Take a look underneath your car and you will most likely find a belt or system of belts attached to pulleys on the front of your engine. If there is only one belt wound through several different pulleys, you are looking at a serpentine belt. The serpentine belt is different from other types of belt systems because the serpentine belt is one long, continuous belt that is connected to several different devices. Older systems employed the use of numerous belts to drive the devices in the engine compartment, but after the development of the serpentine belt in 1979, most cars began to use the system for efficiency and ease of use.
Peripheral devices such as the power steering pump, alternator, and air pump all connect to belt systems. In the past, two or three of these peripheral devices would be connected to each other, but not to all peripheral devices. Therefore, if one of the belts broke, the driver might be unaware of the loss of one device. Because the serpentine belt connects all the pulleys of peripheral devices, the driver will notice quickly if the belt breaks because all peripherals -- including power steering -- will immediately suffer or shut down entirely.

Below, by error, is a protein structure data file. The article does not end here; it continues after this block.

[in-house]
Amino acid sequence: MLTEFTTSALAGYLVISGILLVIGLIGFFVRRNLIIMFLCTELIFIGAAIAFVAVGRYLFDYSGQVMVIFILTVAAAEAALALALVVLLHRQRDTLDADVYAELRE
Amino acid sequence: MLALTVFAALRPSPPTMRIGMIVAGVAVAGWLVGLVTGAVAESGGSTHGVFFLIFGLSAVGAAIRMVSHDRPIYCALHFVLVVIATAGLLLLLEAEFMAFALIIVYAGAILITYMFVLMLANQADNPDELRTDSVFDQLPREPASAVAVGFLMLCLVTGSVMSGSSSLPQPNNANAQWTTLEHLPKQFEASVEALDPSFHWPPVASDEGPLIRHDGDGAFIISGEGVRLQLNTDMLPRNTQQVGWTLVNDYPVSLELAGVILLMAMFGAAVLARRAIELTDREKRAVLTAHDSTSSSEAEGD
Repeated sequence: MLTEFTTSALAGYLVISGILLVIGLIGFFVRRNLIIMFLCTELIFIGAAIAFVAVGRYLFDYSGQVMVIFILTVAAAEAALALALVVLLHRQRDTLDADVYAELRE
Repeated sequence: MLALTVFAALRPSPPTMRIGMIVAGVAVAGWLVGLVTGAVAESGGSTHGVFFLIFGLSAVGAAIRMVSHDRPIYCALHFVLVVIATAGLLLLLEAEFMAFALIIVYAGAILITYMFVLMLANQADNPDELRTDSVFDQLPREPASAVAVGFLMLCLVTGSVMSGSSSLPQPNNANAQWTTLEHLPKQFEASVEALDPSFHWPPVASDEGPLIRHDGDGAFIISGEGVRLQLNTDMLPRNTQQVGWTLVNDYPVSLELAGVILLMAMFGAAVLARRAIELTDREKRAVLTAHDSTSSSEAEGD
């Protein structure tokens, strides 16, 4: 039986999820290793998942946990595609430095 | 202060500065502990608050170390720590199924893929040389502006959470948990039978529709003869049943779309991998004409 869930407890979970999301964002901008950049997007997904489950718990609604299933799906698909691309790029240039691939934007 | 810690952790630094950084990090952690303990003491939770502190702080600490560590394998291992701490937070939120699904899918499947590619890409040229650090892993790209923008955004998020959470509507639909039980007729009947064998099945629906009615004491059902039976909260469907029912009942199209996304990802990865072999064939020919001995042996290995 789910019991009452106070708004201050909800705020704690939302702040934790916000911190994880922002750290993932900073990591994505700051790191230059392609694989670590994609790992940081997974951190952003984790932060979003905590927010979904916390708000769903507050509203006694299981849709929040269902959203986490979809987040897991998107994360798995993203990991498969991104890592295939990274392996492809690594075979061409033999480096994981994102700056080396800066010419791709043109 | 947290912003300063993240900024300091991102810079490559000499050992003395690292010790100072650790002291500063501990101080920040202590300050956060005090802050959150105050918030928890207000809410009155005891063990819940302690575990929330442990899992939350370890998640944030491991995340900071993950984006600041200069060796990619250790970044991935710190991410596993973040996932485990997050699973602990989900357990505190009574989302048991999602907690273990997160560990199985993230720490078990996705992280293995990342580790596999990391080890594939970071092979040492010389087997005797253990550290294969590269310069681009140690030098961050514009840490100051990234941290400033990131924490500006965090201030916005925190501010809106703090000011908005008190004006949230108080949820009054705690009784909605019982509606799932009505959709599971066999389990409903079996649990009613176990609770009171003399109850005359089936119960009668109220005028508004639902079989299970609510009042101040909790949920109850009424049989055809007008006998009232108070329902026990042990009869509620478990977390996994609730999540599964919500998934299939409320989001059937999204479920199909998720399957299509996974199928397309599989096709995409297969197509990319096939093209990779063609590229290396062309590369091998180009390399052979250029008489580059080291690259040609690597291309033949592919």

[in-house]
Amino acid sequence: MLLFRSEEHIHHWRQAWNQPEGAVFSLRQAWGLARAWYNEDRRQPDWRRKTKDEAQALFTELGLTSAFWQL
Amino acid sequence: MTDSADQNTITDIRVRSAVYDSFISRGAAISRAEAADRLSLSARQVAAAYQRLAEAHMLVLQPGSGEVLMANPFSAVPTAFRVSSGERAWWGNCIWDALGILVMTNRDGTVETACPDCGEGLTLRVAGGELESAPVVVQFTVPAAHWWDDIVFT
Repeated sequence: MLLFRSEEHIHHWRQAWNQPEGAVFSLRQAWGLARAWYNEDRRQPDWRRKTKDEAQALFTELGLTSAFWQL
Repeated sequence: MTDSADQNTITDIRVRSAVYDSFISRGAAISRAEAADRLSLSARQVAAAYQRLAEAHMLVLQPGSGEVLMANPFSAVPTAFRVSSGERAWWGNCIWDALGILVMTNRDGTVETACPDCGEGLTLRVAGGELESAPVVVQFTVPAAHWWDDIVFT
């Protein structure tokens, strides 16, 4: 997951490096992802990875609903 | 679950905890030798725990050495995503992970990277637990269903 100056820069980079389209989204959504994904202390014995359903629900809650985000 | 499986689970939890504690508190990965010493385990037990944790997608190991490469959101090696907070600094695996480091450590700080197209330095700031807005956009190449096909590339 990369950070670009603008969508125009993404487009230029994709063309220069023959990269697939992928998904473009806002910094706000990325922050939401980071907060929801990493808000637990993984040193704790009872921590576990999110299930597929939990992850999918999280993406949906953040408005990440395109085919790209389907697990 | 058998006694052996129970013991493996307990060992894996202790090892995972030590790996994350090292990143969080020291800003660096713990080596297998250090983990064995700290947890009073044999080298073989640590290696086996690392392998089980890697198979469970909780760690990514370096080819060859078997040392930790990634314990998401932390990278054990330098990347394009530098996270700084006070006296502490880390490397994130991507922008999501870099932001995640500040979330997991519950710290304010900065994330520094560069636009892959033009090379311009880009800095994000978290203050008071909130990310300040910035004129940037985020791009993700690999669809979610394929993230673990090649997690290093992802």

Serpentine belts are much easier to install than individual belts. There is usually one movable pulley putting tension on the serpentine belt, so replacing the belt involves simply loosening that pulley, removing the old belt, replacing it with a new serpentine belt, and tightening to the appropriate specifications. Older systems necessitated a mechanic to identify which belt was broken and work around other belts and engine components to replace the belt.
Serpentine belts are less prone to stretching and breakage than smaller and weaker individual belts. Tension is more equally distributed along the length of the belt, thereby reducing slippage and stretching. Because serpentine belts are typically longer, larger, and wider than individual belts, they tend to last longer and resist frequent breakage.